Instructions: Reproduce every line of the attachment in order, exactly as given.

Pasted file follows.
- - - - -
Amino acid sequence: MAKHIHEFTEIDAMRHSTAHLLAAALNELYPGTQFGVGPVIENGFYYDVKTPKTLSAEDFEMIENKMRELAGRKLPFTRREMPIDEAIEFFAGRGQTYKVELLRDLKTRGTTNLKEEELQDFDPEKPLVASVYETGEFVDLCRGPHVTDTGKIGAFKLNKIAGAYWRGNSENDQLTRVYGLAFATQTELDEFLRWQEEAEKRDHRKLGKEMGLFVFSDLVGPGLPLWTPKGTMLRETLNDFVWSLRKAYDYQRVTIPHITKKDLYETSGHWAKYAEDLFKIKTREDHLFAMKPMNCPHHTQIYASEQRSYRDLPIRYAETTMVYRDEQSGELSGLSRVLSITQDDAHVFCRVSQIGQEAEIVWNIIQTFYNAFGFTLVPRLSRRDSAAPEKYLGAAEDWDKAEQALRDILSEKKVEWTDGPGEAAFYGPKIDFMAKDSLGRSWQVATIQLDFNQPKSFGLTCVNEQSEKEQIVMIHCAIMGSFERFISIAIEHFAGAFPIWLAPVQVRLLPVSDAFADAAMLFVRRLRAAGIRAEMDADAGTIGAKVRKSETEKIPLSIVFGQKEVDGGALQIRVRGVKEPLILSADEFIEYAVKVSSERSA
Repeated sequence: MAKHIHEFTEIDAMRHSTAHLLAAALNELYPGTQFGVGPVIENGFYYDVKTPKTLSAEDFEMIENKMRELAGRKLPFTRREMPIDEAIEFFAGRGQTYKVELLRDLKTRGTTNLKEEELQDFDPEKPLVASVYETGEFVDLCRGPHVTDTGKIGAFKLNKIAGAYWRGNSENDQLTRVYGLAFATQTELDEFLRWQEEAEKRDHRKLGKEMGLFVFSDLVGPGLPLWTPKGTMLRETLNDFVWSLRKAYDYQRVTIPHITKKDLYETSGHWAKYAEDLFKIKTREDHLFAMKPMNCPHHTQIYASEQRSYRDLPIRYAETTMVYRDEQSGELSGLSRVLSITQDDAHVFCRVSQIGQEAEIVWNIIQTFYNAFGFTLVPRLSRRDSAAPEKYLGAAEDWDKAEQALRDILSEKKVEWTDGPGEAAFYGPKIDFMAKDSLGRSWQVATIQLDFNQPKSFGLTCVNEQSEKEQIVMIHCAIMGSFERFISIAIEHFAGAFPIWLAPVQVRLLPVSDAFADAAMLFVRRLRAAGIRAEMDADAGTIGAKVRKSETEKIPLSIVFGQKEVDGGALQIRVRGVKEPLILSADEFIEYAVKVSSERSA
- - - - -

Amino acid sequence: MAKHIHEFTEIDAMRHSTAHLLAAALNELYPGTQFGVGPVIENGFYYDVKTPKTLSAEDFEMIENKMRELAGRKLPFTRREMPIDEAIEFFAGRGQTYKVELLRDLKTRGTTNLKEEELQDFDPEKPLVASVYETGEFVDLCRGPHVTDTGKIGAFKLNKIAGAYWRGNSENDQLTRVYGLAFATQTELDEFLRWQEEAEKRDHRKLGKEMGLFVFSDLVGPGLPLWTPKGTMLRETLNDFVWSLRKAYDYQRVTIPHITKKDLYETSGHWAKYAEDLFKIKTREDHLFAMKPMNCPHHTQIYASEQRSYRDLPIRYAETTMVYRDEQSGELSGLSRVLSITQDDAHVFCRVSQIGQEAEIVWNIIQTFYNAFGFTLVPRLSRRDSAAPEKYLGAAEDWDKAEQALRDILSEKKVEWTDGPGEAAFYGPKIDFMAKDSLGRSWQVATIQLDFNQPKSFGLTCVNEQSEKEQIVMIHCAIMGSFERFISIAIEHFAGAFPIWLAPVQVRLLPVSDAFADAAMLFVRRLRAAGIRAEMDADAGTIGAKVRKSETEKIPLSIVFGQKEVDGGALQIRVRGVKEPLILSADEFIEYAVKVSSERSA
Repeated sequence: MAKHIHEFTEIDAMRHSTAHLLAAALNELYPGTQFGVGPVIENGFYYDVKTPKTLSAEDFEMIENKMRELAGRKLPFTRREMPIDEAIEFFAGRGQTYKVELLRDLKTRGTTNLKEEELQDFDPEKPLVASVYETGEFVDLCRGPHVTDTGKIGAFKLNKIAGAYWRGNSENDQLTRVYGLAFATQTELDEFLRWQEEAEKRDHRKLGKEMGLFVFSDLVGPGLPLWTPKGTMLRETLNDFVWSLRKAYDYQRVTIPHITKKDLYETSGHWAKYAEDLFKIKTREDHLFAMKPMNCPHHTQIYASEQRSYRDLPIRYAETTMVYRDEQSGELSGLSRVLSITQDDAHVFCRVSQIGQEAEIVWNIIQTFYNAFGFTLVPRLSRRDSAAPEKYLGAAEDWDKAEQALRDILSEKKVEWTDGPGEAAFYGPKIDFMAKDSLGRSWQVATIQLDFNQPKSFGLTCVNEQSEKEQIVMIHCAIMGSFERFISIAIEHFAGAFPIWLAPVQVRLLPVSDAFADAAMLFVRRLRAAGIRAEMDADAGTIGAKVRKSETEKIPLSIVFGQKEVDGGALQIRVRGVKEPLILSADEFIEYAVKVSSERSA